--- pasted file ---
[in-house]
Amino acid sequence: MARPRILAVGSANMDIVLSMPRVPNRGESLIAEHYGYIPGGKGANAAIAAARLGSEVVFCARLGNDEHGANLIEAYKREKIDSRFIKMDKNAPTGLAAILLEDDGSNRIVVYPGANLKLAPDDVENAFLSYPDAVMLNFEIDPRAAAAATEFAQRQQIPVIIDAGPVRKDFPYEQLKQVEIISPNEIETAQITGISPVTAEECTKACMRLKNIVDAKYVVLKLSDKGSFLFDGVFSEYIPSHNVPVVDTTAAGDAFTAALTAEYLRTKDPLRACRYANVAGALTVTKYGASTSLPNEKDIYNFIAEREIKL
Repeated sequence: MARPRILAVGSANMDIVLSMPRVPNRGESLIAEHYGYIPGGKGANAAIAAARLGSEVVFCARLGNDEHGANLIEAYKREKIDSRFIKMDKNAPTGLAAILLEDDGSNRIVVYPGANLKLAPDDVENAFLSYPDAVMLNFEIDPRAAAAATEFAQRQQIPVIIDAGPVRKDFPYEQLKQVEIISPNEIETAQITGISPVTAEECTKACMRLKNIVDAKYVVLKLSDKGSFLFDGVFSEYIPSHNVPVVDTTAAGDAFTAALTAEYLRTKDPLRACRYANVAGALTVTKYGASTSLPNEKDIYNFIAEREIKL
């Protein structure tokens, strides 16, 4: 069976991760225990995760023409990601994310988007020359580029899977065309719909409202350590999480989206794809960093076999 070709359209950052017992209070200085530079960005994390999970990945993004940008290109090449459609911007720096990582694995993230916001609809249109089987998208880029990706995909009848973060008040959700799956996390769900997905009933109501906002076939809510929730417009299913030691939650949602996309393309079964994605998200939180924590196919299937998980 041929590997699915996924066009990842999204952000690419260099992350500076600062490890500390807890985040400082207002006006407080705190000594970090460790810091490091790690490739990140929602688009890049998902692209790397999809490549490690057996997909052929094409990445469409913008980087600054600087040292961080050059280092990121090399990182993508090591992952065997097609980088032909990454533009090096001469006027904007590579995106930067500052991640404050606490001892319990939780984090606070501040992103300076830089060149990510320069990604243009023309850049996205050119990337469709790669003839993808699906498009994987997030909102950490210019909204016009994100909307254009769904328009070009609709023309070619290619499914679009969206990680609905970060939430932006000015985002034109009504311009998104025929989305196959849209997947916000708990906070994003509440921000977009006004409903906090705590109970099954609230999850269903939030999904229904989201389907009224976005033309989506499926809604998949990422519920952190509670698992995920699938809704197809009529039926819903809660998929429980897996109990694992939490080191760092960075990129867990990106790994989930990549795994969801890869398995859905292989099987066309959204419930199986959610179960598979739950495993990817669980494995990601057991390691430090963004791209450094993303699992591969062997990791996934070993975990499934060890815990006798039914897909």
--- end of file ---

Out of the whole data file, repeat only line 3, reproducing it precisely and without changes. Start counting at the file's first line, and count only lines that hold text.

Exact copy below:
Repeated sequence: MARPRILAVGSANMDIVLSMPRVPNRGESLIAEHYGYIPGGKGANAAIAAARLGSEVVFCARLGNDEHGANLIEAYKREKIDSRFIKMDKNAPTGLAAILLEDDGSNRIVVYPGANLKLAPDDVENAFLSYPDAVMLNFEIDPRAAAAATEFAQRQQIPVIIDAGPVRKDFPYEQLKQVEIISPNEIETAQITGISPVTAEECTKACMRLKNIVDAKYVVLKLSDKGSFLFDGVFSEYIPSHNVPVVDTTAAGDAFTAALTAEYLRTKDPLRACRYANVAGALTVTKYGASTSLPNEKDIYNFIAEREIKL